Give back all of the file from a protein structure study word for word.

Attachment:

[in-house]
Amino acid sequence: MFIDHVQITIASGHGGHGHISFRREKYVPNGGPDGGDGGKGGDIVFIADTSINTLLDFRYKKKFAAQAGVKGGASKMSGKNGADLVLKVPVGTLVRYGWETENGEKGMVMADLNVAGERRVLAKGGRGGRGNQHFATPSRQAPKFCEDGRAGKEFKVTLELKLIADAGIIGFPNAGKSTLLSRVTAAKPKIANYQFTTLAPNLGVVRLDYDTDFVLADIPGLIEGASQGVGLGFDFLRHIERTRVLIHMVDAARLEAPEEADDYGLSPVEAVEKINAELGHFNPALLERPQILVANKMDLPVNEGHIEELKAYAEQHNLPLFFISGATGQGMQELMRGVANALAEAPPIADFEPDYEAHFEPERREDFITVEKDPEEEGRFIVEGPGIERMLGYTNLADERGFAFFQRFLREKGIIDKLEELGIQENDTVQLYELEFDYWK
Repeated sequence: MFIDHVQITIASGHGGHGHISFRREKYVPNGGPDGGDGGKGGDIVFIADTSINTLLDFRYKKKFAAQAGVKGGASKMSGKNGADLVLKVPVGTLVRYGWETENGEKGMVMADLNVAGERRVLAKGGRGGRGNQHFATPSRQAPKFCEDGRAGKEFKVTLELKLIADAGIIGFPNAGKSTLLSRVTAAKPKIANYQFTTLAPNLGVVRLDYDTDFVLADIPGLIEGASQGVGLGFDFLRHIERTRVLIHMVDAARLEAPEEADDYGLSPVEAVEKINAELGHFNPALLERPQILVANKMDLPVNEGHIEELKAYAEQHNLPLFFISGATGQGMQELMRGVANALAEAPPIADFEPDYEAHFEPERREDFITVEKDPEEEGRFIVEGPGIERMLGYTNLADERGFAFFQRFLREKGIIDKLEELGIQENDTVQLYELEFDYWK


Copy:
[in-house]
Amino acid sequence: MFIDHVQITIASGHGGHGHISFRREKYVPNGGPDGGDGGKGGDIVFIADTSINTLLDFRYKKKFAAQAGVKGGASKMSGKNGADLVLKVPVGTLVRYGWETENGEKGMVMADLNVAGERRVLAKGGRGGRGNQHFATPSRQAPKFCEDGRAGKEFKVTLELKLIADAGIIGFPNAGKSTLLSRVTAAKPKIANYQFTTLAPNLGVVRLDYDTDFVLADIPGLIEGASQGVGLGFDFLRHIERTRVLIHMVDAARLEAPEEADDYGLSPVEAVEKINAELGHFNPALLERPQILVANKMDLPVNEGHIEELKAYAEQHNLPLFFISGATGQGMQELMRGVANALAEAPPIADFEPDYEAHFEPERREDFITVEKDPEEEGRFIVEGPGIERMLGYTNLADERGFAFFQRFLREKGIIDKLEELGIQENDTVQLYELEFDYWK
Repeated sequence: MFIDHVQITIASGHGGHGHISFRREKYVPNGGPDGGDGGKGGDIVFIADTSINTLLDFRYKKKFAAQAGVKGGASKMSGKNGADLVLKVPVGTLVRYGWETENGEKGMVMADLNVAGERRVLAKGGRGGRGNQHFATPSRQAPKFCEDGRAGKEFKVTLELKLIADAGIIGFPNAGKSTLLSRVTAAKPKIANYQFTTLAPNLGVVRLDYDTDFVLADIPGLIEGASQGVGLGFDFLRHIERTRVLIHMVDAARLEAPEEADDYGLSPVEAVEKINAELGHFNPALLERPQILVANKMDLPVNEGHIEELKAYAEQHNLPLFFISGATGQGMQELMRGVANALAEAPPIADFEPDYEAHFEPERREDFITVEKDPEEEGRFIVEGPGIERMLGYTNLADERGFAFFQRFLREKGIIDKLEELGIQENDTVQLYELEFDYWK